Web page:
Turkey’s parliament on Saturday approved a security and military cooperation deal signed with Libya’s internationally-recognised government last month, state media reported, an agreement that could pave the way for military help from Ankara.
The two sides signed the deal in November to boost military cooperation, along with a separate accord on maritime boundaries in the eastern Mediterranean that has enraged Greece.
There is an arms embargo on Libya imposed by the UN.
On Saturday, the state-run Anadolu news agency said Turkey’s parliament voted 269-125 in favour of the security accord after Serraj’s Tripoli-based Government of National Accord (GNA) ratified it on Thursday.
Turkish President Recep Tayyip Erdogan has said Turkey could deploy troops to Libya in support of the GNA but no request has yet been made. He said on Friday that Turkey could not remain silent over Russian-backed mercenaries backing Haftar’s forces.
Russia, meanwhile, said it was very concerned about the possibility of Turkey deploying troops in Libya and that the security deal raised many questions for Moscow.
Erdogan will discuss Ankara’s potential troop deployment to Libya with Russian President Vladimir Putin during talks in Turkey next month, the Kremlin said on Tuesday.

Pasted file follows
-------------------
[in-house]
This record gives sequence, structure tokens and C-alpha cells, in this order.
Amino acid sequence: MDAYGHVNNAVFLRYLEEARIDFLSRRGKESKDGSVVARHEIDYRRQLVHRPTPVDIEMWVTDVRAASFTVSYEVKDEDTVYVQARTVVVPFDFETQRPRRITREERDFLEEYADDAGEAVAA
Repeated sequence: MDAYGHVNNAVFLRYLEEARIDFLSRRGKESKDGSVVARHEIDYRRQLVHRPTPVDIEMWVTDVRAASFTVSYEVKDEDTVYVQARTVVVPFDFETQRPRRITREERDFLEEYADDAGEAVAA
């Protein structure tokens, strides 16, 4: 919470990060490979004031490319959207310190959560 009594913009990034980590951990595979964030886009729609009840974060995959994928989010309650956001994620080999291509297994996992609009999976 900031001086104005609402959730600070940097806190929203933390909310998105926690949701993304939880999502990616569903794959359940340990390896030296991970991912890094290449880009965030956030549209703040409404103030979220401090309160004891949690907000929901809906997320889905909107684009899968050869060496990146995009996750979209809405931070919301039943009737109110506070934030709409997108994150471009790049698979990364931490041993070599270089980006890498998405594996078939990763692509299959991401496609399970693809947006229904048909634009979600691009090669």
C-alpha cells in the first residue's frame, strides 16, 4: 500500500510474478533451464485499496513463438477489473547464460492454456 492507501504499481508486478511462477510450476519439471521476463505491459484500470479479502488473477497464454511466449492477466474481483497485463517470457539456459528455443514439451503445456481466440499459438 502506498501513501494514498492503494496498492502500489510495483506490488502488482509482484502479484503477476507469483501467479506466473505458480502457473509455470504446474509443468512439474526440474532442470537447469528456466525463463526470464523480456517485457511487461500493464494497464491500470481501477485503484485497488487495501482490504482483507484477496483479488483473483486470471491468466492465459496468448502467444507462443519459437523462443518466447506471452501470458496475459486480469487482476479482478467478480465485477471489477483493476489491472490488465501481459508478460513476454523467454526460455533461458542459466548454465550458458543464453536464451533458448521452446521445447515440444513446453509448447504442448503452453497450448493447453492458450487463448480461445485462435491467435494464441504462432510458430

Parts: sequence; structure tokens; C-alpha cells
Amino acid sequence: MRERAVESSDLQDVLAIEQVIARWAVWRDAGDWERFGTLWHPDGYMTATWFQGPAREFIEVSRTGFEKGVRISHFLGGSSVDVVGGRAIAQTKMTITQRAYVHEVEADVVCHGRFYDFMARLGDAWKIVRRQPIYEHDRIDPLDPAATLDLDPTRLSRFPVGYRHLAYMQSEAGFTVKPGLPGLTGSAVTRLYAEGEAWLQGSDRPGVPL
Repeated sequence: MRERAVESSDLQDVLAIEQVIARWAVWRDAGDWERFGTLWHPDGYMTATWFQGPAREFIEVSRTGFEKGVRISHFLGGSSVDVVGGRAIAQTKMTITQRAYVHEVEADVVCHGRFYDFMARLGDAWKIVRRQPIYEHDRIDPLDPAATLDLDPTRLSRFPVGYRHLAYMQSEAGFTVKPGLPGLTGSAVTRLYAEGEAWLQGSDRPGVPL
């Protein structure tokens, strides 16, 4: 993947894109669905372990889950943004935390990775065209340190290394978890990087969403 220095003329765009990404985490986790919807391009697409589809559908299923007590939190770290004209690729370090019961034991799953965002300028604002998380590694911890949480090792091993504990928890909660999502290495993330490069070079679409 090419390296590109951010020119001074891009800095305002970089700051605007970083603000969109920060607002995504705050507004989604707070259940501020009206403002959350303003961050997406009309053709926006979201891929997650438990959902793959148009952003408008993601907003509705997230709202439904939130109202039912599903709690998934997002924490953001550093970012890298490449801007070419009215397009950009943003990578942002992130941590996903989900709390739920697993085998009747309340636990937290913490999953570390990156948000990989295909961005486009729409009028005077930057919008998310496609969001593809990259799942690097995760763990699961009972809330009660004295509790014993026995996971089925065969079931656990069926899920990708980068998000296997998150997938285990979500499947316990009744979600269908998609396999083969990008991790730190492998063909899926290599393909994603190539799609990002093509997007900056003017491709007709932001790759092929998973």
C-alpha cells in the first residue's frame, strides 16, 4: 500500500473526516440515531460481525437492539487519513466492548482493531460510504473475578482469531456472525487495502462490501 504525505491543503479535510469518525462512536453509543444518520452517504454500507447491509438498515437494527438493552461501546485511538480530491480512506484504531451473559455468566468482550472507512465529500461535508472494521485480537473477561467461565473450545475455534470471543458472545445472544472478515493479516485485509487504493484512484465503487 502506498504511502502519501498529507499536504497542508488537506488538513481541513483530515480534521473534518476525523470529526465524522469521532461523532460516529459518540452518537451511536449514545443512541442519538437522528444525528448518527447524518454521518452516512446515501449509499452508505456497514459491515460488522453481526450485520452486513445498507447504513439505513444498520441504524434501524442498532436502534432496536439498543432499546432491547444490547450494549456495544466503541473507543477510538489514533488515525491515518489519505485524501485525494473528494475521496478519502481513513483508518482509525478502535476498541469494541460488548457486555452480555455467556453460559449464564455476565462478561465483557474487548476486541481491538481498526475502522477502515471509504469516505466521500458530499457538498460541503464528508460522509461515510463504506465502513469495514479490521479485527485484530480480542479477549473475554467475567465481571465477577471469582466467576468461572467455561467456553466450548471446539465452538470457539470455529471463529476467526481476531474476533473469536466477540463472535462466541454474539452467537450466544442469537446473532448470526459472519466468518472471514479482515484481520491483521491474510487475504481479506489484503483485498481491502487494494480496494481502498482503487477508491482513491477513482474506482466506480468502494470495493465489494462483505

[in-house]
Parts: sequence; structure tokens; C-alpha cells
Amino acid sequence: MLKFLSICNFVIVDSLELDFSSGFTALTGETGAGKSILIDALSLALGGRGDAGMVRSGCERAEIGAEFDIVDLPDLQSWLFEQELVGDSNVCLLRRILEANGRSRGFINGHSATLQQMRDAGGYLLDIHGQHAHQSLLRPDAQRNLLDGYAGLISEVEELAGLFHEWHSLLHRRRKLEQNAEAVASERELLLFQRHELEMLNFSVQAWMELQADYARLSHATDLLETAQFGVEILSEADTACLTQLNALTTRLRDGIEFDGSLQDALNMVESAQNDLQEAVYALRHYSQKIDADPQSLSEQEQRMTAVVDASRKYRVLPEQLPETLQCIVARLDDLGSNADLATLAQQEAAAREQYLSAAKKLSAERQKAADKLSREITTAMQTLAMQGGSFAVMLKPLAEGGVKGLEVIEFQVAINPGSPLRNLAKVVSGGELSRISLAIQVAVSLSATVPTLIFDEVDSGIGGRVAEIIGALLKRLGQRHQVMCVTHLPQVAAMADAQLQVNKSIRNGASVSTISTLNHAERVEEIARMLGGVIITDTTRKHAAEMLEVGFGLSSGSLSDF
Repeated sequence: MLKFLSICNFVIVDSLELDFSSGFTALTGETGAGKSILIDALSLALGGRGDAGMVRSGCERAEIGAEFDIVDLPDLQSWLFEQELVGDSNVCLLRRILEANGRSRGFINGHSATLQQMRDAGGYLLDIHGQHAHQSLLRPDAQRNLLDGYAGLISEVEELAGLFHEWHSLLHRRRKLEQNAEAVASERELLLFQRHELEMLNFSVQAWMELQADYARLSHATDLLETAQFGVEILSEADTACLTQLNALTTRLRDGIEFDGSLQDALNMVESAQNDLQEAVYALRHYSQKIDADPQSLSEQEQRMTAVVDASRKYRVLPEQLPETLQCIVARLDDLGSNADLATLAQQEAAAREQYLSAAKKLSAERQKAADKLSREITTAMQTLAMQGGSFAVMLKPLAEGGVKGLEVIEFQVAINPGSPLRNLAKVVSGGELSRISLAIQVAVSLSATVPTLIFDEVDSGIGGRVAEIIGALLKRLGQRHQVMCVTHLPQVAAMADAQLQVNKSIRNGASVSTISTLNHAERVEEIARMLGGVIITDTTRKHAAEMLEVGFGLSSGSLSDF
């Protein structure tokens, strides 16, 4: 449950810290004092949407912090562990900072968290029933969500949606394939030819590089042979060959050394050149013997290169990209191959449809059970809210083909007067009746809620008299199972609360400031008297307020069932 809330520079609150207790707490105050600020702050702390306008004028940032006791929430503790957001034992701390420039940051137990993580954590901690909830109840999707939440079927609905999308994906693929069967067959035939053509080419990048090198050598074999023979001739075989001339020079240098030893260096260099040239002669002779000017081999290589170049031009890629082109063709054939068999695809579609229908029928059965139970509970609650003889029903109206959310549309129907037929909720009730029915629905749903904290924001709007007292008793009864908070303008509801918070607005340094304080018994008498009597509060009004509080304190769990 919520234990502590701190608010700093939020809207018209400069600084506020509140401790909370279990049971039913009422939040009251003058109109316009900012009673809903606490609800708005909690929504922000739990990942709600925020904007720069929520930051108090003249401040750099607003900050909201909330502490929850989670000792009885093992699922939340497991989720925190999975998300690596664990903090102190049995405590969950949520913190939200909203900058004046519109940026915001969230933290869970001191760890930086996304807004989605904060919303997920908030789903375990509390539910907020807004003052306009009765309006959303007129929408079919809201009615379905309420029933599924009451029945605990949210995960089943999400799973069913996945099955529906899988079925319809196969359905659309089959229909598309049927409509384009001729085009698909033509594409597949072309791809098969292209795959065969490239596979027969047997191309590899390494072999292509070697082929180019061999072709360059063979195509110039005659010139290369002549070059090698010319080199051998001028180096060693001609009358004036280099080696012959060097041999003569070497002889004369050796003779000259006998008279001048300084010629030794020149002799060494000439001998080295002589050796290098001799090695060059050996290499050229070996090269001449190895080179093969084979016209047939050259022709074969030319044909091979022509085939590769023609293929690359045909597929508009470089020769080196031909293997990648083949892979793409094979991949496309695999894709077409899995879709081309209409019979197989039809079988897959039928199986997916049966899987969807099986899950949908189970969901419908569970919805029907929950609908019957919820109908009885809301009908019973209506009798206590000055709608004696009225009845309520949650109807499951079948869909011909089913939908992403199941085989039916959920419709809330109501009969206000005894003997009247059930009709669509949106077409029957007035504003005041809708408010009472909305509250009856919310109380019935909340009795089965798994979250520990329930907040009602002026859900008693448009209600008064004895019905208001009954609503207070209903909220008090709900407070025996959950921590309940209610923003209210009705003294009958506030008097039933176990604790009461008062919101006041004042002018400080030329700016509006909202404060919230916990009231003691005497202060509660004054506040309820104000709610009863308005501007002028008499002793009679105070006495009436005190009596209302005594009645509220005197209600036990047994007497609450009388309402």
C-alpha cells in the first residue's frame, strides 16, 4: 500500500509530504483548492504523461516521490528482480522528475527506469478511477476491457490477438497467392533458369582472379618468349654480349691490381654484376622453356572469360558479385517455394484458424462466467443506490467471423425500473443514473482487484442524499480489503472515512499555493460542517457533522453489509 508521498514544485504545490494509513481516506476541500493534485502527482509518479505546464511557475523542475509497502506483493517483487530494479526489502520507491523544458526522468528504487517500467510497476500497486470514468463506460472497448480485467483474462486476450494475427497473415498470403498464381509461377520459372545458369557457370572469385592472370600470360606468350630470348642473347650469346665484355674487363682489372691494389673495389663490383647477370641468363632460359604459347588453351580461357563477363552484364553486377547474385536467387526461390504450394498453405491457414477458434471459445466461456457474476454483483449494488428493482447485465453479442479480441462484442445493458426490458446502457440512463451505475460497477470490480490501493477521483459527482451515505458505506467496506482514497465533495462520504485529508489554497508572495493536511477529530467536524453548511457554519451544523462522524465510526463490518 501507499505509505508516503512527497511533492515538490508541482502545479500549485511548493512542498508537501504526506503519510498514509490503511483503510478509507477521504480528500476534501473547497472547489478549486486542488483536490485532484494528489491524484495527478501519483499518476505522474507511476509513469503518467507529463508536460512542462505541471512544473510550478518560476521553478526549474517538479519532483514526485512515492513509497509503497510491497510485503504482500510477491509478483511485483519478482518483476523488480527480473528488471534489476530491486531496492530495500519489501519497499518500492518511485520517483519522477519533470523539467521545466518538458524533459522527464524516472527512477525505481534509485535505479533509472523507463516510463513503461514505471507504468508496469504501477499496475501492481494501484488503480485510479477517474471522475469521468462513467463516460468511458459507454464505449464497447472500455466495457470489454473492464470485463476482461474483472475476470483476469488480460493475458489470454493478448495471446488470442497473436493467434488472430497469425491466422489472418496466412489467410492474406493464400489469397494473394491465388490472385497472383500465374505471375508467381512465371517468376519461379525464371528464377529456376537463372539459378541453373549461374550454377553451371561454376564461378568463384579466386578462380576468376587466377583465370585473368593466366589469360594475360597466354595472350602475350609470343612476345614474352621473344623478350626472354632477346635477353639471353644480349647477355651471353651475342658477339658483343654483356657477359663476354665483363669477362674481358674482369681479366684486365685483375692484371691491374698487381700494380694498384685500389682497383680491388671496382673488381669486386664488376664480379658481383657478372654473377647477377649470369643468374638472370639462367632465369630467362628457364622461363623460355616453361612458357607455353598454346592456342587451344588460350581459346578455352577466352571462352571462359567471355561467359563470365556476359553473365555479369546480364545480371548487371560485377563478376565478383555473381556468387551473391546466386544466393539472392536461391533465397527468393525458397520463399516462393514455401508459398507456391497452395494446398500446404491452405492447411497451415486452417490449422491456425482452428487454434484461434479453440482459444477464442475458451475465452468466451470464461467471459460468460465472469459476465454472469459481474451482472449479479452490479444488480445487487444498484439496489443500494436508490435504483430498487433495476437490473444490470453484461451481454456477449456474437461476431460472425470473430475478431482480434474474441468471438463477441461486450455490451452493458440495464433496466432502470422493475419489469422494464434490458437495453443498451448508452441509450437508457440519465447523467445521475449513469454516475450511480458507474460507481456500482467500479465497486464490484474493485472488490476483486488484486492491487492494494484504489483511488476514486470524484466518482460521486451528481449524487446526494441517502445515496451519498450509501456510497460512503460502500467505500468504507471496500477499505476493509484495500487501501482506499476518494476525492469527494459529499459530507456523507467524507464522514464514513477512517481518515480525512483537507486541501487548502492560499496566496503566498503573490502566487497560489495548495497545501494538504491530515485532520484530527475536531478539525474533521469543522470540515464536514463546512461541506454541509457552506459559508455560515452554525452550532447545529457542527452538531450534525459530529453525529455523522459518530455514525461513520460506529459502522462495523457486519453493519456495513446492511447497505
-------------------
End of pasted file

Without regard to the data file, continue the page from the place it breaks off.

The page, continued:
Speaking on Saturday, Turkish Vice President Fuat Oktay said the accords with Libya were historic for Turkey, adding that Ankara was ready to evaluate possible troop deployment.
The GNA said in a statement on Thursday that its cabinet had “unanimously approved the implementation of the memorandum of understanding on security and military cooperation between the GNA and the Turkish government signed on November 27”.
Libya splintered into a patchwork of competing power bases following the NATO-backed overthrow of former leader Muammar Gaddafi in 2011.
The country has been split into rival eastern and western administrations since 2014, with the GNA currently controlling Tripoli, situated in northwestern Libya, and a parallel administration holding the east of the oil-rich country, supported by Haftar’s self-styled Libyan National Army (LNA).
Haftar’s forces in April launched a campaign to wrest control of the capital, but have been unable to break through the GNA’s defences.
Last week, Haftar said that a “decisive battle” to capture the city would commence imminently.